Explores the process of technological change during the birth of industrial societies. Considers the context of early industrial development in Europe, then examines the industrial revolution in Britain and America. Concludes by assessing technology's role in European domination of Asia and Africa.
Examines technological change as a characteristic activity of modern societies. Investigates the science-based "second" Industrial Revolution in Europe and America. Explores the varied responses of artists, writers, architects, and philosophers to the machine age. Concludes by discussing technology's place in the modern nation-state.
Development of quantum theory, relativity, and molecular biology; the growth of science to its present important position in government, economic life, and technological development.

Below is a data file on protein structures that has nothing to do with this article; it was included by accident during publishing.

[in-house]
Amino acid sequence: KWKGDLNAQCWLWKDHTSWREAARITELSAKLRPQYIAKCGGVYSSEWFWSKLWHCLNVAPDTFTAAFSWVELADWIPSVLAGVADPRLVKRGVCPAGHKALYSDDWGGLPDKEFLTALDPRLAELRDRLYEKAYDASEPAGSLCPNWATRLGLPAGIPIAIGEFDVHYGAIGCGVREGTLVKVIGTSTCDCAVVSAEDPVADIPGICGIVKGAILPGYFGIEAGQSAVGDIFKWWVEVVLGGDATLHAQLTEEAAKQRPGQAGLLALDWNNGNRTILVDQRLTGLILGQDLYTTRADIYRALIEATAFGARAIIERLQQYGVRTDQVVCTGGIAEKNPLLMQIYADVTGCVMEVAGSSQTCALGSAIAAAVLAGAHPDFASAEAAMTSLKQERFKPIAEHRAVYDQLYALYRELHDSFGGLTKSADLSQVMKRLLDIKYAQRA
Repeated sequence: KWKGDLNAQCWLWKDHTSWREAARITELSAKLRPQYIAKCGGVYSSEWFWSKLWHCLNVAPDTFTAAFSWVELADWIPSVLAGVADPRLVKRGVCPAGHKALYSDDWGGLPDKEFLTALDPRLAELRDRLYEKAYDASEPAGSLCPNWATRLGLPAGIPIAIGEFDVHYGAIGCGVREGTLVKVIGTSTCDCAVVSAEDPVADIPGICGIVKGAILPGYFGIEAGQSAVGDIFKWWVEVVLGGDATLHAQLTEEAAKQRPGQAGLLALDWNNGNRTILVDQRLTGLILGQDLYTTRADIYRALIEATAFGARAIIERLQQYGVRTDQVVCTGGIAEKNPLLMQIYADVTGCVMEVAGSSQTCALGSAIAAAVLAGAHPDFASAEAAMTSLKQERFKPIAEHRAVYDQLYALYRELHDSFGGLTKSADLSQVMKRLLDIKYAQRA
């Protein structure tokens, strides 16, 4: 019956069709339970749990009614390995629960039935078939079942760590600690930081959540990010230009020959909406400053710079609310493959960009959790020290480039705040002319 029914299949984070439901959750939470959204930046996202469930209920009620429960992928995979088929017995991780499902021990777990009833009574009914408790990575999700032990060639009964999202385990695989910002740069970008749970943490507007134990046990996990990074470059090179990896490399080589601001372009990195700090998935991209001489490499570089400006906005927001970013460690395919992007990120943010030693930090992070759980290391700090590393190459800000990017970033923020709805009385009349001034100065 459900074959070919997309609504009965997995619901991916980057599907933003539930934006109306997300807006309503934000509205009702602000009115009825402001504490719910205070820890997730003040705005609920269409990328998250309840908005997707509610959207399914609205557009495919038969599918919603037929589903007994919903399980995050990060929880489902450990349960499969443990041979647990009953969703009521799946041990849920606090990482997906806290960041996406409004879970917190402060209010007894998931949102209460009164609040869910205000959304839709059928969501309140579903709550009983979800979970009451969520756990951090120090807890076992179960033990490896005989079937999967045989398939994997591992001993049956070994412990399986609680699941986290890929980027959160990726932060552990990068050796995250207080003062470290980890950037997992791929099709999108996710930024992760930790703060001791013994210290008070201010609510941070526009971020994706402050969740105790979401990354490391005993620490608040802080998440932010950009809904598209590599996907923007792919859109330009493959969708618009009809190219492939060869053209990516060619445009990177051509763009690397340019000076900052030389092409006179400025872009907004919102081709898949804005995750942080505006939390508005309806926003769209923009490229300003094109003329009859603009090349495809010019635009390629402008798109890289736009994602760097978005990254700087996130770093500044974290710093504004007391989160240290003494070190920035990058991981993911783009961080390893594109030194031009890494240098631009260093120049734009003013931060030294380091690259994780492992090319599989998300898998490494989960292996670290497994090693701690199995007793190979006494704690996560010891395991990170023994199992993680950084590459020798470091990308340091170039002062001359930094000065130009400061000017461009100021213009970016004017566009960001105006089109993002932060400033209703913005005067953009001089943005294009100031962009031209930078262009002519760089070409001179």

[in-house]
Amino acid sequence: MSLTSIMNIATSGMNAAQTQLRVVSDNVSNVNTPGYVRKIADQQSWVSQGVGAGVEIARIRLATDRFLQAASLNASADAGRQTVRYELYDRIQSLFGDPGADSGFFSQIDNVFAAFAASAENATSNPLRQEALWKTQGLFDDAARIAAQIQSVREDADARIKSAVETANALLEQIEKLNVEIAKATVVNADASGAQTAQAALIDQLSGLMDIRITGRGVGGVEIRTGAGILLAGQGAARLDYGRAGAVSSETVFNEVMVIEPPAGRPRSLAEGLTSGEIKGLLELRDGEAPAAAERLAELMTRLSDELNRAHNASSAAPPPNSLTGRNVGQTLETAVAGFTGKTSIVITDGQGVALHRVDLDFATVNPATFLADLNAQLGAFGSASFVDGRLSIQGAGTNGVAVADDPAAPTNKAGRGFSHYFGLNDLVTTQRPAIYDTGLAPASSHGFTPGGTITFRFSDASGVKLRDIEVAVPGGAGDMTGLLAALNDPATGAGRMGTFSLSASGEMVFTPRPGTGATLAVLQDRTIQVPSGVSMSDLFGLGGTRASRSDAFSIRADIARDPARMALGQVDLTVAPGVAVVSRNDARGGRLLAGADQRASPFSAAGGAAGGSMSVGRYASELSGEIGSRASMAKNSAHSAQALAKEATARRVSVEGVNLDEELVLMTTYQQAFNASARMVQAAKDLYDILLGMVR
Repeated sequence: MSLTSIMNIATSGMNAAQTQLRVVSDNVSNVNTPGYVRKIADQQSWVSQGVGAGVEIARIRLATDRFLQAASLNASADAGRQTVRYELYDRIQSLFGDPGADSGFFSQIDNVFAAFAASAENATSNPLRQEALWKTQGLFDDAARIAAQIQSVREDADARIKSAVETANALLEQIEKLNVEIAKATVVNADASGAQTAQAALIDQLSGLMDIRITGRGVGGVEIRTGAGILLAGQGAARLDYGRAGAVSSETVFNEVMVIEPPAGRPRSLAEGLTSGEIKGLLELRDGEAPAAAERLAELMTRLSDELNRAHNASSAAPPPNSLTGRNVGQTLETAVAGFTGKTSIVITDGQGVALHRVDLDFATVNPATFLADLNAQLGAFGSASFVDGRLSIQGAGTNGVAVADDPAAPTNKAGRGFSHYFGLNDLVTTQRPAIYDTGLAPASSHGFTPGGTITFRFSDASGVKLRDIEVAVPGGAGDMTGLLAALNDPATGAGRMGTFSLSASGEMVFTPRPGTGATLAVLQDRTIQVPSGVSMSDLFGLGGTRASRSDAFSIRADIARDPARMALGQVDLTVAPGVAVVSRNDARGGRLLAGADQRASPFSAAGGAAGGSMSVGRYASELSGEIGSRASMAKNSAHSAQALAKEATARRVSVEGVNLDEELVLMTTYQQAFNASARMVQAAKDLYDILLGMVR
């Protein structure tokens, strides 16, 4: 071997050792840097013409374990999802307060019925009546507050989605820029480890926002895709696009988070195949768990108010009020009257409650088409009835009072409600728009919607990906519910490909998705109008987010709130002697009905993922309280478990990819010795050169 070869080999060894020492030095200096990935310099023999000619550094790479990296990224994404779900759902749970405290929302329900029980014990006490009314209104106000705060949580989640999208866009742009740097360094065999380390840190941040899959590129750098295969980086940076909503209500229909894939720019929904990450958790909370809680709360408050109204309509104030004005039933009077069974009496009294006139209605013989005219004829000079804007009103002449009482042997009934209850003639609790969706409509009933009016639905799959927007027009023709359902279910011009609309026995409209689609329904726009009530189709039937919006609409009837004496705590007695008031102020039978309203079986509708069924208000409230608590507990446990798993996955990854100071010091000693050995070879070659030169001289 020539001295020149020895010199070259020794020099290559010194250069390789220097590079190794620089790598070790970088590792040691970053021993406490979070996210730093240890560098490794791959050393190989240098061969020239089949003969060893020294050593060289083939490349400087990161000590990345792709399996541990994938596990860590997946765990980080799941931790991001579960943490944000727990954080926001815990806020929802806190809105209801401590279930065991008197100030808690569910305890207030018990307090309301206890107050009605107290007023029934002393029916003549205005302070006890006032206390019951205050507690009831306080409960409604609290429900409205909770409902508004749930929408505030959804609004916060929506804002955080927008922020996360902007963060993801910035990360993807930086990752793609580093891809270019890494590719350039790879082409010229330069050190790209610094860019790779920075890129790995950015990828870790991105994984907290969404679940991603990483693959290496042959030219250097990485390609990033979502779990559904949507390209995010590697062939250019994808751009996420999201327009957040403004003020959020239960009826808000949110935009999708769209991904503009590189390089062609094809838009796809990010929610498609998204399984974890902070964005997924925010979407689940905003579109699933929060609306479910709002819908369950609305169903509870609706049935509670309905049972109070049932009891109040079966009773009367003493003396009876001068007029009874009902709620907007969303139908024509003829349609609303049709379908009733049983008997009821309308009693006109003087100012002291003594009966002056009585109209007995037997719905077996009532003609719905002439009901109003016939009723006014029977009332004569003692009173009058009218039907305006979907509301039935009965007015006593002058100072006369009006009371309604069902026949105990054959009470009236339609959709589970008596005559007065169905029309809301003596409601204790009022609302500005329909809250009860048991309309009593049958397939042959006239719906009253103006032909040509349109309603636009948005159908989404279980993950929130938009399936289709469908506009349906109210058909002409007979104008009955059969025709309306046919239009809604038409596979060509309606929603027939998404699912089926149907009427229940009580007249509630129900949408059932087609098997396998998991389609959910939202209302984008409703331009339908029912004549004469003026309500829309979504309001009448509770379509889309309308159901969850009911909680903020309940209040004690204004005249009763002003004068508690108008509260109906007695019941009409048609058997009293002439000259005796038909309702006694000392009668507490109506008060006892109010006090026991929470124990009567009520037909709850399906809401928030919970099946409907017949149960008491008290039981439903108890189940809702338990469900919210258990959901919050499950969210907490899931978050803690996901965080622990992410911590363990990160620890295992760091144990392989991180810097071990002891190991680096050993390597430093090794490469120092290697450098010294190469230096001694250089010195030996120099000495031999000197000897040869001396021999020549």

Did you know that programming used to be a feminized field? For decades the history of computing has been a collection of stories of "great men" and the machines they designed. Yet, from the earliest days of computerization, women have played a major role in computing's history. These stories have often been submerged, and historians have only recently begun to write them back into the main narrative of the history of computing. Today, this is changing what we think we know about technology's past and how we see our own interactions with it. In this course, students will look at the history of computing through the eyes of women pioneers -- some famous, some ordinary -- and discuss why we haven't heard very much about this history until now. The class will help you better understand why gender, sexuality, and race play an important role in where computing has been and where it is going and, even more importantly, how technological change is interdependent with social categories.